"The Sad Cafe" was inspired by the Troubadour and Dan Tana's restaurant. We could feel an era passing. The crowd that hung out in the Troubadour and the bands that were performing there were changing. The train tracks that had run down the middle of Santa Monica Boulevard had been ripped out. The train no longer came through – the same train that Steve Martin had once led an entire Troubadour audience to hop aboard and ride up to La Cienega Boulevard, then walk back to the club. Those remarkable freewheeling times were receding into the distance.

Legend has it there's a song called "You're Really High, Aren't You?" that was never completed for this album. What do you recall of it?
That was just another one of the many joke titles we came up with. I don't think it ever became an actual song. If it did, it's just an instrumental.

Of all the Eagles studio albums up to this point, which was your favorite to record, and which was your least favorite?
The recording of every one of our albums had moments of ecstasy and agony. That's just the way the process works. But if I had to choose an overall favorite studio experience, it would be the Hotel California album. My least favorite time was the recording of The Long Run, for reasons already explained.

Long Road Out of Eden, 2007

‘Long Road Out of Eden,’ 2007

After their acrimonious breakup and hugely successful Nineties reunions, the Eagles finally got down to making their long-awaited comeback LP. With complete artistic control, it ended up being a double album full of politics and introspection.

What was your vision of how you wanted the Eagles to sound in the new century? What did you want people to take away from an Eagles album that they hadn't before?
We agonized for a while about whether we should make a deliberate effort to "modernize" our sound, but ultimately decided that we should just make music that reflected who and where we were at that particular point in time. That's what we'd always done, so there was no reason to do anything that might seem forced or contrived. We had grown some, both as musicians and as people – we'd made solo records, started families. So rather than try to go back in time or try to be flagrantly "progressive," we just wanted to be ourselves. I think there is some really good material on that album, some songwriting and playing that rivaled anything we'd done previously.

Did you meet with any producers before you began, or did you decide to do it yourself from the start?
We actually began the recording of the Long Road Out of Eden album with our former producer Bill Szymczyk at the helm. I saw his function as more of a mediator, a consigliere, a ringmaster, if you will. Glenn and I, by that time, had learned how to produce records. In fact, everybody in the band knew what to do, and once we got into the process, it turned out that we didn't really need an overseer. We worked in rotating teams in two different studios, mine and Glenn's. That enabled us to work on more than one song at a time, and it expedited the process.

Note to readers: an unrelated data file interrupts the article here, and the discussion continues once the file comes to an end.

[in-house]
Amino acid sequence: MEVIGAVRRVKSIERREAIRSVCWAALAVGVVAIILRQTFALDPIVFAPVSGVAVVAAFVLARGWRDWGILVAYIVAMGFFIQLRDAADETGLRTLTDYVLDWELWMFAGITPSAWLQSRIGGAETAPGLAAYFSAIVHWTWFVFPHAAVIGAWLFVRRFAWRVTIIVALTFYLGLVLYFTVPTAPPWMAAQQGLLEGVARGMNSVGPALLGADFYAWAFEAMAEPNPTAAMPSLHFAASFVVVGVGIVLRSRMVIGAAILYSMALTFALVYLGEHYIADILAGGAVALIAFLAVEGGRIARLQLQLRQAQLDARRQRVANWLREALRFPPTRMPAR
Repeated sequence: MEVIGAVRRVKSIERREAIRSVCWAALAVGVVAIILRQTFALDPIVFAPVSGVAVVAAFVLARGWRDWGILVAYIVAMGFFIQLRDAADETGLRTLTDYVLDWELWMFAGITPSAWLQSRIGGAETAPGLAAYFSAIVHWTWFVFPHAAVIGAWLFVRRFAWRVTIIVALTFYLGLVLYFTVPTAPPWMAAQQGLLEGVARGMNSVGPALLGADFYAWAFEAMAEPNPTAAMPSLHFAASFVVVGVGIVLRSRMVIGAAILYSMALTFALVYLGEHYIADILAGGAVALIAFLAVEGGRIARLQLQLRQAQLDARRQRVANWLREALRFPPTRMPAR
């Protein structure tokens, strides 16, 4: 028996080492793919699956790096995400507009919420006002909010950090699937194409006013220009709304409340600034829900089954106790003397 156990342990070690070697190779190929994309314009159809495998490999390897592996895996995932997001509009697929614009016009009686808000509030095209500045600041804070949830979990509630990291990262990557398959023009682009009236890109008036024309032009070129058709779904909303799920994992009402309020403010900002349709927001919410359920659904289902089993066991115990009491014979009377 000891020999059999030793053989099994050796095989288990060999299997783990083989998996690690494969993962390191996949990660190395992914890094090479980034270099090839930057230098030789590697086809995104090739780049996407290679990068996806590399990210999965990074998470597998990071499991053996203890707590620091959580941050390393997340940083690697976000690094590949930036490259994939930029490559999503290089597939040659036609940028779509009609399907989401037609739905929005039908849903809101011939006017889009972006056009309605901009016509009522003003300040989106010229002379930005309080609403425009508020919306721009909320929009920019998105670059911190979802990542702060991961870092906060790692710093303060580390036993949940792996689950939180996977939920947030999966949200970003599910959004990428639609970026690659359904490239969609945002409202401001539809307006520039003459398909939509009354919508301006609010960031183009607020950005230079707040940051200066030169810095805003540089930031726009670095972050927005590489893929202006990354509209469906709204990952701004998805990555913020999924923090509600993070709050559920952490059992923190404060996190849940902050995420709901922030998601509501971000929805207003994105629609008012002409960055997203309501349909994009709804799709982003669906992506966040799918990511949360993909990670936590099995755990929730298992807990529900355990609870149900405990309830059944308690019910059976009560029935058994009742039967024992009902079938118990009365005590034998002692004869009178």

When you and Glenn started writing songs for this album, what did you discover that you still shared, in terms of approaches to melody or lyrics?
We had both become more adept at the process of songwriting, more comfortable and confident as writers. Melody and lyrics were just as important – maybe more so – than ever. But there wasn't as much flailing around, trying to find a direction, not as much doubt. Again, we had the luxury of time; we did a lot of touring during the making of that album. To this day, I still think it should have been a single album, but in order to give every member the space he needed and still maintain sound quality (fidelity), it became necessary to make it a double-disc package.

What inspired a biting song like "Business as Usual"?
The collective unconsciousness of the general populace; how we scurry along, ant-like, in our little ruts, day after day, completely oblivious to – or apathetic about – the bigger picture. How naive we are about the inner workings and the destructive forces of big business and politics, the irreversible damage that's being done to the planet and so many of its voiceless inhabitants. The middle class is disappearing and with it the "middle ground" – the little island of reason and moderation that bobs between the monoliths of extremist ideologies that are rampant in our country today.

A portion of the song is also a reference to the legal profession, the utter ruthlessness of it. It seems that some of the biggest pricks in the profession, the most contemptible, soulless scumbags to ever "practice" law have offices in Century City. They will, I'm sure, take that as a compliment.

In which ways was the record-making process different than it was in the past?
It was certainly different in terms of technology, although with each member having made solo albums during the 14-year hiatus, we were all fairly familiar with all the new electronics. The difference was that we had never used that technology in the context of the Eagles. But it worked out fine. Other elements of the process, including some of the negative aspects, remained exactly the same as ever.

Looking back on Long Road Out of Eden, almost a decade later, what does it add to the group's legacy now that it is, unfortunately, the group's last studio album?
Well, it adds a certain poignancy, doesn't it? In looking back at it now, that album contains several songs of foreboding and farewell: "No More Walks in the Wood," "I Don't Want to Hear Any More," "You Are Not Alone," "Long Road Out of Eden," "Last Good Time in Town," "Center of the Universe," and the eerily prescient "It's Your World Now," Glenn's beautiful philosophical valediction to his wife and kids. It's almost as if we knew that record would be our last. But our fans have been wonderful. They've been loyal to the end, and sadly, this is the end. But what a ride. … what a crazy, wonderful ride.